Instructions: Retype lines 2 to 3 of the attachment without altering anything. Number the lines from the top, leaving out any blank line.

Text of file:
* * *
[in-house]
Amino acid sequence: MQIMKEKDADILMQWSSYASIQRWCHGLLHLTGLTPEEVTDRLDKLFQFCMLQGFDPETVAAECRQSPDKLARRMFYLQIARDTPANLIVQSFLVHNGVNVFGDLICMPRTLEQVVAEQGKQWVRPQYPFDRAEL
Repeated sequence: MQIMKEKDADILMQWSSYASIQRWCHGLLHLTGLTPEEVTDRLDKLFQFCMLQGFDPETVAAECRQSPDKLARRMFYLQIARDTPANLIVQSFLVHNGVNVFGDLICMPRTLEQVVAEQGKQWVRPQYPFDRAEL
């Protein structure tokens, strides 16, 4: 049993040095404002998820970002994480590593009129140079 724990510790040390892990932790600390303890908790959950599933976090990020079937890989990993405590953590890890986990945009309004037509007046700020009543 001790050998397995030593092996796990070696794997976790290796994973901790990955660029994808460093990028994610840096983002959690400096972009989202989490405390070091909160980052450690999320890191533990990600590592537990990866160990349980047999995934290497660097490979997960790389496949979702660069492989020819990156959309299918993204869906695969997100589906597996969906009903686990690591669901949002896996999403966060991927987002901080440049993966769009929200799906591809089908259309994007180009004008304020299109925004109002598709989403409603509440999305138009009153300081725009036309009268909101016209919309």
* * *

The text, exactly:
Amino acid sequence: MQIMKEKDADILMQWSSYASIQRWCHGLLHLTGLTPEEVTDRLDKLFQFCMLQGFDPETVAAECRQSPDKLARRMFYLQIARDTPANLIVQSFLVHNGVNVFGDLICMPRTLEQVVAEQGKQWVRPQYPFDRAEL
Repeated sequence: MQIMKEKDADILMQWSSYASIQRWCHGLLHLTGLTPEEVTDRLDKLFQFCMLQGFDPETVAAECRQSPDKLARRMFYLQIARDTPANLIVQSFLVHNGVNVFGDLICMPRTLEQVVAEQGKQWVRPQYPFDRAEL